Weblogs for public relations
The ongoing NUblog–Edelman contretemps has prompted us
to wonder: Just how useful are Weblogs in public relations?
Let us assume, purely for amusement, that PR agencies have no
idea what Weblogs are, and tend to lump any
“uncredentialed” Web sites into a conceptual gulag
shared with “chatrooms.” In other words, let’s assume
that agencies equate Weblogs with teenage girls and porno. We have
no evidence whatsoever that ancien
régime agencies actually think this way, but work
with us here.
An agency with a single client who boasts a significant Web
presence, or a client whose products are widely discussed online (like cars), can use a blog for all the following purposes. And do keep in mind that Weblogs can be internal or external. Indeed, the intranet Weblog, like the compact station wagon or the left-handed mouse or the vegan Doc Marten boot, is a charming, useful, valuable subgenre.
- Replace the clipping service. Forget Tim Berners-Lee. The
first Weblogs were clipping services, which conjure an image of
well-dressed career receptionists with excellent hairdos trolling
the pages of dozens of daily newspapers, dutifully snipping out
articles on any of literally thousands of topics. (We used to work
for government. The daily clipping-service report was 50
- A Weblog is a clipping service. You can link directly
to a site that mentions the client and add your own annotations.
That in itself is a canonical form of Weblogging.
- You can add a rating (positive, negative, neutral) right then
and there and, with the right back-end jiggery-pokery, the
citation, annotation, and rating can all be instantaneously
“repurposed” into your central database.
- In the case of print-publication articles, hunting down an
online version isn’t hard. You can also copy and paste the text,
and scan in a story that only exists in print. For broadcasts,
now’s your big chance to enter a transcript. Even the chintziest
Weblog software allows this degree of content management, with some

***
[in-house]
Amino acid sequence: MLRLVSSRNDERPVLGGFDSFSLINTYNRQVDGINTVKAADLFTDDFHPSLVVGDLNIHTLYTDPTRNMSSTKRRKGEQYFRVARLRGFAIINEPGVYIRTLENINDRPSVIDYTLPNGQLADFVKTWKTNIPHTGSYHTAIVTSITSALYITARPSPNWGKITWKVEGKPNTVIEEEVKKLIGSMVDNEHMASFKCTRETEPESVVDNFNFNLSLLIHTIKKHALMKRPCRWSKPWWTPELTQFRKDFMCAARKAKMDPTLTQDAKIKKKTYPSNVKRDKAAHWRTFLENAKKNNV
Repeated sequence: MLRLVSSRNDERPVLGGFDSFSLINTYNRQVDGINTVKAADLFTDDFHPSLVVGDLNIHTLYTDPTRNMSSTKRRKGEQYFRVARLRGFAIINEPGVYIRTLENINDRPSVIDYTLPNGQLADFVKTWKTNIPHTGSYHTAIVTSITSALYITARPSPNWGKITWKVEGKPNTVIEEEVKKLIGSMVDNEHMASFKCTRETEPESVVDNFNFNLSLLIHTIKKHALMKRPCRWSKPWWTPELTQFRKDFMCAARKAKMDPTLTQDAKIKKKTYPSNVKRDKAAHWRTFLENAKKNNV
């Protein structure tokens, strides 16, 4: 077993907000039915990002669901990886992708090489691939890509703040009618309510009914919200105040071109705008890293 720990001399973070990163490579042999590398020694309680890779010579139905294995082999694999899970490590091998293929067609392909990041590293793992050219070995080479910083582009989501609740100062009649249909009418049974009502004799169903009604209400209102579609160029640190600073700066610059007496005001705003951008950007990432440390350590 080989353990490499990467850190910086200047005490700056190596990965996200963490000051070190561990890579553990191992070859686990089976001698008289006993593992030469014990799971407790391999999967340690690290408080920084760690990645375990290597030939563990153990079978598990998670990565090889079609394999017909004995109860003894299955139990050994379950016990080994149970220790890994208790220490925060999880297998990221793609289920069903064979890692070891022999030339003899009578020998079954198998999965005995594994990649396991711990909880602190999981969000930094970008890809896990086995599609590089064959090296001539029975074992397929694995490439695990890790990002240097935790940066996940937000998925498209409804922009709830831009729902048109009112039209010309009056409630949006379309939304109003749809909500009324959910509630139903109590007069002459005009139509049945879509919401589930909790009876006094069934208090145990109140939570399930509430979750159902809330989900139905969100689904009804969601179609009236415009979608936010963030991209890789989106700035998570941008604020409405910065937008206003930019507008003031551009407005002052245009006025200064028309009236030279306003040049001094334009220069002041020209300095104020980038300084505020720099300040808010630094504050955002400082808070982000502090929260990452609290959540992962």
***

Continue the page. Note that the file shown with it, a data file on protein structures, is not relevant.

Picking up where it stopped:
admitted inelegance. (This looks like a job for Blogger Pro.)
- Use a common calendar. Just keeping track of
what events happened when, and which releases went out when, is a
pain in the arse. Have a single person maintain a chronoblog, a Weblog of the chronology of
public relations for the client.
- Get rid of the Pressroom subsite. We’re not
proud here at NUblog. We’re not too proud to
name-drop the Nielsen Norman Group. Even the
précis of the august consultancy’s report on corporate PR
subsites rings so true we shout
“Hallelujah.” PR subsites are, in large part, a
- Get your own site: Take the company name, append
.com. (Or use a hostname:
List all contacts and activity (as with the common calendar, which,
through jiggery-pokery, can be shared between the two).
- Hand out userIDs and passwords to journos. Heck, even
Webloggers, if they promise never to “chat.” Let the
journos comment on postings and pose their own questions. It will
come as a surprise to everyone that exclusives are not the primary
motivator of journalists; many’s the time that one reporter will
pose a question known to be of interest to all reporters. Let them
- Password protection keeps the
“uncredentialed” out, obviating the need for
mingling with the lower orders. There is indeed a temptation to
limit access to the A-list, but that would be ancien régime, démodé.
- Blog the competition. Set up a blog that does
nothing but cover the competition. Interpret “the
competition” as the client’s competition or as rival
public-relations agencies. (We know where the real bitterness
- Blog across the hall. In a PR monolith, one
tentacle doesn’t know what the other is doing. Let reps post
whatever they want on whatever they did that day. Inculcate a
culture of anecdotes. Company-wide procedures have to come from somewhere. Diktats from the boardroom are one dubious source, but an exchange of anecdotes (a form of brainstorming) makes you witness to a company-wide procedure as it is talked into existence.
- Blogs work better than mailing lists here: The fact of public
presentation limits the posting of true trivialities, and frees the
list from the crud of Microsoft Outfukt, with its
mailing-list-destroying defaults of use-HTML and
- Rating ratings. Troll Epinions and its ilk for product and service ratings by real-world civilians, and blog them. Did you client even know these sites existed? (For extra credit: Hit the Google Usenet archive, now brought back from the dead.)
A voice rises from the chattering classes of
“uncredentialed chatrooms,” and that voice asks
“Don’t you know what you’re missing?”
Posted on 2001-05-02